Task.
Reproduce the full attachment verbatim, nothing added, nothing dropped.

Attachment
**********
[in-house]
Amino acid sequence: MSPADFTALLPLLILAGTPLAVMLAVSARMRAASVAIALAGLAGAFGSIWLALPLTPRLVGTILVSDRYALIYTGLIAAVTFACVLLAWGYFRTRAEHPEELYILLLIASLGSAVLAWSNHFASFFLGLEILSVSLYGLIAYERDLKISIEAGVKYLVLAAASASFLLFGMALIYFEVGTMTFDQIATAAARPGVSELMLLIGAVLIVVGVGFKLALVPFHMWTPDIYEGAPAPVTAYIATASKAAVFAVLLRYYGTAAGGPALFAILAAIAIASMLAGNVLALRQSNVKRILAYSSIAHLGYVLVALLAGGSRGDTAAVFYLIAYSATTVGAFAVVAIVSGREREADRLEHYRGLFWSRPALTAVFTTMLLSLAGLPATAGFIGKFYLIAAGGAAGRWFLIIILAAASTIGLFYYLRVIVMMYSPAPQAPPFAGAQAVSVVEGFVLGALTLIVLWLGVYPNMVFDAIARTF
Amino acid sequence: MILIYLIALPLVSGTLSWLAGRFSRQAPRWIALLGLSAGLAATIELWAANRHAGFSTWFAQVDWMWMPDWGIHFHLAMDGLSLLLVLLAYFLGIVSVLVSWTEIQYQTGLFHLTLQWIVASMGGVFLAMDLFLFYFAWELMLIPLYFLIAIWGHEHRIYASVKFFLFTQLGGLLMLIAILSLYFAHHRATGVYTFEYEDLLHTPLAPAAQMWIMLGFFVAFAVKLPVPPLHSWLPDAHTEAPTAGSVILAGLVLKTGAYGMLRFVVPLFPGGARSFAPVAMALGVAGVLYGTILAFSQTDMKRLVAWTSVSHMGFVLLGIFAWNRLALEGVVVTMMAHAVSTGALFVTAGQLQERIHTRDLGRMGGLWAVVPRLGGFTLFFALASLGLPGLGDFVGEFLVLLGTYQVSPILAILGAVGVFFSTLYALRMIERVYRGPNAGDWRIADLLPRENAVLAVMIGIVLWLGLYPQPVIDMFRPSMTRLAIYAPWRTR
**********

[in-house]
Amino acid sequence: MSPADFTALLPLLILAGTPLAVMLAVSARMRAASVAIALAGLAGAFGSIWLALPLTPRLVGTILVSDRYALIYTGLIAAVTFACVLLAWGYFRTRAEHPEELYILLLIASLGSAVLAWSNHFASFFLGLEILSVSLYGLIAYERDLKISIEAGVKYLVLAAASASFLLFGMALIYFEVGTMTFDQIATAAARPGVSELMLLIGAVLIVVGVGFKLALVPFHMWTPDIYEGAPAPVTAYIATASKAAVFAVLLRYYGTAAGGPALFAILAAIAIASMLAGNVLALRQSNVKRILAYSSIAHLGYVLVALLAGGSRGDTAAVFYLIAYSATTVGAFAVVAIVSGREREADRLEHYRGLFWSRPALTAVFTTMLLSLAGLPATAGFIGKFYLIAAGGAAGRWFLIIILAAASTIGLFYYLRVIVMMYSPAPQAPPFAGAQAVSVVEGFVLGALTLIVLWLGVYPNMVFDAIARTF
Amino acid sequence: MILIYLIALPLVSGTLSWLAGRFSRQAPRWIALLGLSAGLAATIELWAANRHAGFSTWFAQVDWMWMPDWGIHFHLAMDGLSLLLVLLAYFLGIVSVLVSWTEIQYQTGLFHLTLQWIVASMGGVFLAMDLFLFYFAWELMLIPLYFLIAIWGHEHRIYASVKFFLFTQLGGLLMLIAILSLYFAHHRATGVYTFEYEDLLHTPLAPAAQMWIMLGFFVAFAVKLPVPPLHSWLPDAHTEAPTAGSVILAGLVLKTGAYGMLRFVVPLFPGGARSFAPVAMALGVAGVLYGTILAFSQTDMKRLVAWTSVSHMGFVLLGIFAWNRLALEGVVVTMMAHAVSTGALFVTAGQLQERIHTRDLGRMGGLWAVVPRLGGFTLFFALASLGLPGLGDFVGEFLVLLGTYQVSPILAILGAVGVFFSTLYALRMIERVYRGPNAGDWRIADLLPRENAVLAVMIGIVLWLGLYPQPVIDMFRPSMTRLAIYAPWRTR